Shiny and Oh So Bright by Smashing Pumpkins

Simplicity and mediocrity; words that need deliberate care when describing an album and its elemental composition. Simplicity implies clarity, while mediocrity implies inadequacy, and both are important dictional choices when reviewing music. In many instances, both words are used with similar implications, making it difficult to make a personal verdict based off of a review. However, if one were to use both words when describing different elements of an album, a fair argument can be made and considered intensively.

Such an idea can be explored by the Smashing Pumpkin’s latest album called, Shiny and Oh So Bright, Vol. 1 / LP: No Past. No Future. No Sun. Possibly the longest album title that I’ve come across in a while, and an album that has ignited various responses from fans, critics, and new listeners from everywhere. Because Smashing Pumpkins hadn’t had released any music 18 years prior to November 16 of 2018, this comeback stimulated their fanbase greatly and induced high anticipation for new content.

To say that I felt completely satisfied after listening to the whole album would be false. Although I can say that I enjoyed the album due its familiar and classical tune, I feel it lacked a sense of originality; specifically in the lyrical parts of certain songs. Perhaps that could be the purpose of the album and what the band’s intent was, but I was expecting more than what could also be heard from a myriad of other indie/alternative artists. I don’t say this with a negative connotation, only with a neutral-subjective insinuation.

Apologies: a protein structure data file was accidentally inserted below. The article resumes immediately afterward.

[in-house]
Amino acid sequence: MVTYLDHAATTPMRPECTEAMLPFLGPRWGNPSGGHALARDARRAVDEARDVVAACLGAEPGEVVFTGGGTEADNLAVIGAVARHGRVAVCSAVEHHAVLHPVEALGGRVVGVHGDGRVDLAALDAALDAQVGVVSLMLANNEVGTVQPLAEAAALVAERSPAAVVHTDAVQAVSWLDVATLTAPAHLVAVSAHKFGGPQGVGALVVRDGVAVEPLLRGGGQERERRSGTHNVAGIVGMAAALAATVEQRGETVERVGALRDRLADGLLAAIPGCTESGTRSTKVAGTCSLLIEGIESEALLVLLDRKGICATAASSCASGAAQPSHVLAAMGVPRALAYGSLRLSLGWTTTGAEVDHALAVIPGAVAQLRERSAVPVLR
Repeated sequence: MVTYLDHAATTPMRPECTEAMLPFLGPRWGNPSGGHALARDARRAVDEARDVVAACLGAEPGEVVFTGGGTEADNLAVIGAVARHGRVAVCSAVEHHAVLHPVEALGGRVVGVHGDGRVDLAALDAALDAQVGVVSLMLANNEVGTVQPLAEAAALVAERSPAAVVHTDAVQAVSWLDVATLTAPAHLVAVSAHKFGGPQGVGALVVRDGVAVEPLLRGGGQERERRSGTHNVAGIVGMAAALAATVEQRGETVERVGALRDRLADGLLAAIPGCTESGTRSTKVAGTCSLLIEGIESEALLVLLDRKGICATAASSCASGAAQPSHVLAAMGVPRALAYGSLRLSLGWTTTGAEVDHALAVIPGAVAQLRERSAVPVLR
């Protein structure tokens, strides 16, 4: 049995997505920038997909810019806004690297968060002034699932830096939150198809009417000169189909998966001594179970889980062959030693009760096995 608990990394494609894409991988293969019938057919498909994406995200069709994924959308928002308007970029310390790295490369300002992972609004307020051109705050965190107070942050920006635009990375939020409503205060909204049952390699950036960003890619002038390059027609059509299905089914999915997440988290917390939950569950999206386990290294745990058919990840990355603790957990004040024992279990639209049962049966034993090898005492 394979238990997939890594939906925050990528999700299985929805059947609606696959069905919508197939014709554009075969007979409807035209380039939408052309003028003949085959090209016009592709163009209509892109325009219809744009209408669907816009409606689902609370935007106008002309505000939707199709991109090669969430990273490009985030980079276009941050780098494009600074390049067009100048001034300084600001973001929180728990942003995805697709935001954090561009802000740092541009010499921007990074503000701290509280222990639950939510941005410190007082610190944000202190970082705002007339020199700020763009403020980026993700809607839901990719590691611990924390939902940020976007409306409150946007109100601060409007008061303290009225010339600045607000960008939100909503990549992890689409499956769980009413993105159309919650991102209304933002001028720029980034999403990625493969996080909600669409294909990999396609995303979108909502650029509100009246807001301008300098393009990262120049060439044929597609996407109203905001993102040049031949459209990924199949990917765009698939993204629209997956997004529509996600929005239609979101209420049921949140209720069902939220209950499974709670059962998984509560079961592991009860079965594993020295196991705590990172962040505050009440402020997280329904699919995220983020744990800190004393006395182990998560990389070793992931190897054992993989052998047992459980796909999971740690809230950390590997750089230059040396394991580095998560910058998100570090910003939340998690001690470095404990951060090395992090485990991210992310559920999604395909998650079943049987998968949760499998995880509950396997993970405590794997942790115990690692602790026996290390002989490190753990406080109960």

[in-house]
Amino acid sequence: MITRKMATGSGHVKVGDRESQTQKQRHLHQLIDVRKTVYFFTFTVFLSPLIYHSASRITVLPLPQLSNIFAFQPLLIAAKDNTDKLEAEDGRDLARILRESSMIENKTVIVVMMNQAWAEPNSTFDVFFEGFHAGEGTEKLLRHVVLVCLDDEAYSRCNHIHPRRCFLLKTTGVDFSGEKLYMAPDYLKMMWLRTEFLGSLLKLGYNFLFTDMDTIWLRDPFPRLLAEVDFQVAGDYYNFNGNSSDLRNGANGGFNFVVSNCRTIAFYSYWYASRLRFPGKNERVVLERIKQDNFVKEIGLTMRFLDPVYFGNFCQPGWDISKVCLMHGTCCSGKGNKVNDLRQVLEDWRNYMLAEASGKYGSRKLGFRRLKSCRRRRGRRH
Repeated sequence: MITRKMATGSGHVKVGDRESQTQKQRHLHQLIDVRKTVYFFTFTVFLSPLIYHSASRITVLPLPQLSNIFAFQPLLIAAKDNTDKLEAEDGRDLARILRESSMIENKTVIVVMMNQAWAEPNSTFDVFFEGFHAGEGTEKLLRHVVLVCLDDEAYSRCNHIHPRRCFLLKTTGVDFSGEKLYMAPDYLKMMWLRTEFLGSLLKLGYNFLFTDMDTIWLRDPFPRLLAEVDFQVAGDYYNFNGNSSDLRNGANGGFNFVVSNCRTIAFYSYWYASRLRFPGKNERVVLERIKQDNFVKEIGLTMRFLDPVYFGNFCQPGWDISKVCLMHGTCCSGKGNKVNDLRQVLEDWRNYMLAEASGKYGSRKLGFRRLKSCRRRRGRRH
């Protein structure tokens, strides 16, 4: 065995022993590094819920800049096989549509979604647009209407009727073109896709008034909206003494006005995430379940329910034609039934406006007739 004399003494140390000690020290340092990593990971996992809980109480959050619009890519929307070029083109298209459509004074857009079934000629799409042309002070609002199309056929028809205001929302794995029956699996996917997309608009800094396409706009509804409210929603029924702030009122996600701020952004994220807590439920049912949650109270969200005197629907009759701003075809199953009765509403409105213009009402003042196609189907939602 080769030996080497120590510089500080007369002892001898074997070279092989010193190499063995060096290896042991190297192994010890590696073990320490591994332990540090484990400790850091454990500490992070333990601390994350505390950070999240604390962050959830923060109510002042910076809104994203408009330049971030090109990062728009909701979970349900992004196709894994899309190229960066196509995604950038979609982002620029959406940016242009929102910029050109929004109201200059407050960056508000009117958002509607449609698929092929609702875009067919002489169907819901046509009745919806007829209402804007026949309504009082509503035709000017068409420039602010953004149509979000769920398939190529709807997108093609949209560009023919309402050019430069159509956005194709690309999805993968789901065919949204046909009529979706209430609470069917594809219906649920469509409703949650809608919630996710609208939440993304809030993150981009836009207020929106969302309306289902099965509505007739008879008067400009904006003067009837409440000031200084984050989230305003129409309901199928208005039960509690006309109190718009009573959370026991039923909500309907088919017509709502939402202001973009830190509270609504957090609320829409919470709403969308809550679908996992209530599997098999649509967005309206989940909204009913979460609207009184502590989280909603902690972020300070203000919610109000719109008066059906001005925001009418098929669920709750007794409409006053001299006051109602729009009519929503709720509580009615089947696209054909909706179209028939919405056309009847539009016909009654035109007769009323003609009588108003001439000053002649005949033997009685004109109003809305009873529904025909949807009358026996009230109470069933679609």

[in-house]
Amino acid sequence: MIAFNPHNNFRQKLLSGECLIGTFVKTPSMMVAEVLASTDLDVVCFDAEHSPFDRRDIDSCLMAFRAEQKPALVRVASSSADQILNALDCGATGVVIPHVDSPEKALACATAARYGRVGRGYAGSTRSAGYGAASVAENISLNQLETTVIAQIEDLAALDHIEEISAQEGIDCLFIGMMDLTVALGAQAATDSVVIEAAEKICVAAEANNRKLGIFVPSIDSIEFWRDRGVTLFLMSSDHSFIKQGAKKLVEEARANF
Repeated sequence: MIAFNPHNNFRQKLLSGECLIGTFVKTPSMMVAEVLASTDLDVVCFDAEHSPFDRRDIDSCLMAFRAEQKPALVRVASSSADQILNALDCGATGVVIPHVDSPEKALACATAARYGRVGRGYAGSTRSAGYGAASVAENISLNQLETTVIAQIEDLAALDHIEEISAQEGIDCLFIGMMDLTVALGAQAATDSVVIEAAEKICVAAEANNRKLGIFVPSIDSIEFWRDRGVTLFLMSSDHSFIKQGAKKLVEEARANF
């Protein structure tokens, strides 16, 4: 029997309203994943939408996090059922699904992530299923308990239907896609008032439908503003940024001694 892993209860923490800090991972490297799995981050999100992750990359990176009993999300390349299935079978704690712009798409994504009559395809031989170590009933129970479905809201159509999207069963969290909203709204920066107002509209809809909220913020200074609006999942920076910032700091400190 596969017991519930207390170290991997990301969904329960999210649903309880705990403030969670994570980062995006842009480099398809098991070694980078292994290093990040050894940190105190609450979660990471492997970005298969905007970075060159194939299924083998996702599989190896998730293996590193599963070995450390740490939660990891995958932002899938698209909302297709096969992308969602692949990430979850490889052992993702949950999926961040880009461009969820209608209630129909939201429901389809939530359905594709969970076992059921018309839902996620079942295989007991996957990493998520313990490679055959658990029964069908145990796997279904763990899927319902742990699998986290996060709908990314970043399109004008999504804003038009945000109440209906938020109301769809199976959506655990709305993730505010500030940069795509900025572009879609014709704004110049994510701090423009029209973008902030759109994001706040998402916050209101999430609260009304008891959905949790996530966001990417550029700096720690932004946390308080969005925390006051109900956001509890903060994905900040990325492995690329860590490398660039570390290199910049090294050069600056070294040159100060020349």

Despite that, my top three favorite songs apart of the album would have to be Solara, Knights Of Malta, and Alienation. Knights Of Malta and Alienation were songs I enjoyed primarily for their boppy and indie-alternative like tone that I felt were easy to rock to. Solara I found profound in both the lyrical and melodic sense. Music is a subjective concept, and people fancy different genres, melodies, and lyrics that induce a unique feeling.

Visually, I found the album cover of Shiny and Oh So Bright, Vol. 1 / LP: No Past. No Future. No Sun quite interesting. The surrealistic and cubistic art styles come together to formulate a grunge-looking piece of art, depicting a figure with wings tangled in an odd position. I find that the cover art corresponds to the album in its totality quite nicely.
All in all, I think the new album of Smashing Pumpkins is simplistic. The comeback wasn’t disappointing, but nor was it an enthralling release in a large capacity. Music doesn’t have to be mellifluous and magnificent to be fun and enjoyable. However, it does need, one way or another, an element to make it more distinct, authentic, and easily identifiable for new audiences and old fans to indulge themselves into. Give it a listen.

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